By: Emily Ladau, Guest Blogger
It didn't occur to me while spray-painting canvas with one of my best friends that our latest artistic venture was actually a metaphor for my life. Using a cardboard stencil I made (interestingly, from tracing Nicki Minaj's side profile on a magazine cover), my friend and I taped it down three times in a row, creating a multilayered female form. First black, then turquoise, then gold. I was in love with it immediately. Seeing three faces of the same woman struck a chord with me, though I couldn't quite put my finger on why.
It wasn't until a couple months later, while I was in the fetal position in bed at noon on a weekday when I was supposed to be working, ignoring my mother's gentle urges to get up and push through another day of depression, that my appreciation of the piece finally made sense. By this point, the canvas had been hung up above my make-up table next to my bed so I'd have a little reminder of my friend and our lovely day together after she had spontaneously moved across the country. Seeing that I’d made no progress getting upright, my mother came in, pointed at the picture, and said, "You know, it just occurred to me that this is a symbol of who you are. You're three-faced."
Contrary to how that sounds, my mom wasn’t trying to say that I'm a much worse version of a two-faced bitch. I understood her perfectly. She was referring to my three distinct personas: public, personal, and private.
This idea of multiple personas certainly isn’t a unique revelation. Billy Joel was singing the truth about it in “The Stranger” long before I existed. But even though everyone has different faces for different people and situations, I think it’s become a much bigger issue for millennials in the age of social media.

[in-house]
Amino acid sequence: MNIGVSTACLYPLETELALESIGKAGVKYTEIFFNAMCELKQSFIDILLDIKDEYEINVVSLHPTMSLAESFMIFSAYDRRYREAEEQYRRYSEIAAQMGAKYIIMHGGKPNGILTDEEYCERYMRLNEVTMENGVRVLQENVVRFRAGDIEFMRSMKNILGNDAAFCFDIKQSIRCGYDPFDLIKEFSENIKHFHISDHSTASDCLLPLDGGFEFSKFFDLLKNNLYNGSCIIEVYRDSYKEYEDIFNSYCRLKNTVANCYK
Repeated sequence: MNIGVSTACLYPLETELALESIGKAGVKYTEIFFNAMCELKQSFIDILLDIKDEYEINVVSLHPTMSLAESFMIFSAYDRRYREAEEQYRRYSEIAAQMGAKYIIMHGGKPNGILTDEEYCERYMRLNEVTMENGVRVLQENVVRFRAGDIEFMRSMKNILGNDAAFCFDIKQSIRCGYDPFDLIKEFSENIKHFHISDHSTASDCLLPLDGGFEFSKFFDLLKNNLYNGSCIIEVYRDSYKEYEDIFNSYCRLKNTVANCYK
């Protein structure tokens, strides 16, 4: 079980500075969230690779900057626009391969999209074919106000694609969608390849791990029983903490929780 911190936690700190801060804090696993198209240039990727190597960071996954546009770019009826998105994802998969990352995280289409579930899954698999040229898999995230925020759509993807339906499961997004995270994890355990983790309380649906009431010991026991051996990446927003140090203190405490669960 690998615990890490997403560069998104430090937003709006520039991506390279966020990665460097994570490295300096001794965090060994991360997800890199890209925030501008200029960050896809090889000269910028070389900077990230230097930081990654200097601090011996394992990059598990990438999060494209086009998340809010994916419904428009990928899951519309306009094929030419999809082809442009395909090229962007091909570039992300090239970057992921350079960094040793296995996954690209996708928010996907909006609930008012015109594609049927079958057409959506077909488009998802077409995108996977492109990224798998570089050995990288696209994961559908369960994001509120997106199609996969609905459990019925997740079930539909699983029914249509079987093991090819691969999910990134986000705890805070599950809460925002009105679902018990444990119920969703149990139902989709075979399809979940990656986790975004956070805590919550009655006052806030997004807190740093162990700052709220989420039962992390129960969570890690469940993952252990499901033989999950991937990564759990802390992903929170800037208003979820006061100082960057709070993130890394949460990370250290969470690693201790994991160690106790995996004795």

Why are we compelled to create illusions in front of some people, but not others? Why do we keep certain things about ourselves totally hidden? I get that keeping parts of who were are either personal and private is a facet of human nature, but when did it become so taboo to be real?
So many people, myself included, seem heavily focused on giving off the impression that they are fine, just fine. We put up pictures or statuses about things in our lives that are cute, or exciting. We brag about great news. We even post mundane updates to let everyone know that we’re just fine. After all, no one ever likes a person who posts a bunch of negativity. Hence, the advent of social media has fostered a culture of people trying to paint pictures of ourselves that lead people to perceive perfect realities – versions of ourselves that we only wish were always real.
I'm totally guilty of this. I recently posted a Facebook status that read: “Just saw a marquee that said ‘Smile. It increases your face value.’ Totally cheesy but my face value definitely increased when I read it.” While I did genuinely smile after reading that, I’ll confess my underlying motivation in sharing was so people would think “Emily's so positive and upbeat!” It was a way for me to cultivate my ideal public persona.
Maintaining this persona can be mentally exhausting, especially because of the career path I've chosen. I have a physical disability and work as a disability rights activist, so one of my top advocacy goals is to bring attention to the fact that disability should not evoke pity. This makes me feel like I constantly have something to prove. I rarely write anything that gives off too many "woe is me" vibes, and when I do write or talk about an unhappy time, I try to be incredibly cautious with how I frame it so as not to invoke the pity I am so fervently advocating against.
Part of this stems from the fact that the majority of my work is done online, so I'm connected with lots of my professional contacts. In that way, keeping negativity to myself is a career strategy, which I know is a common practice. But, career aside, having a disability has in many ways caused me to spend my life with my guard up, probably more than most people.
Although I naturally let my closest friends and family in much more than other people I know, I am often even guarded around them. I absolutely confide in my friends about tough situations that I'm facing, but especially when my depression was at its worst at the end of last year, I did everything I could to hide from the world just how bad things really were.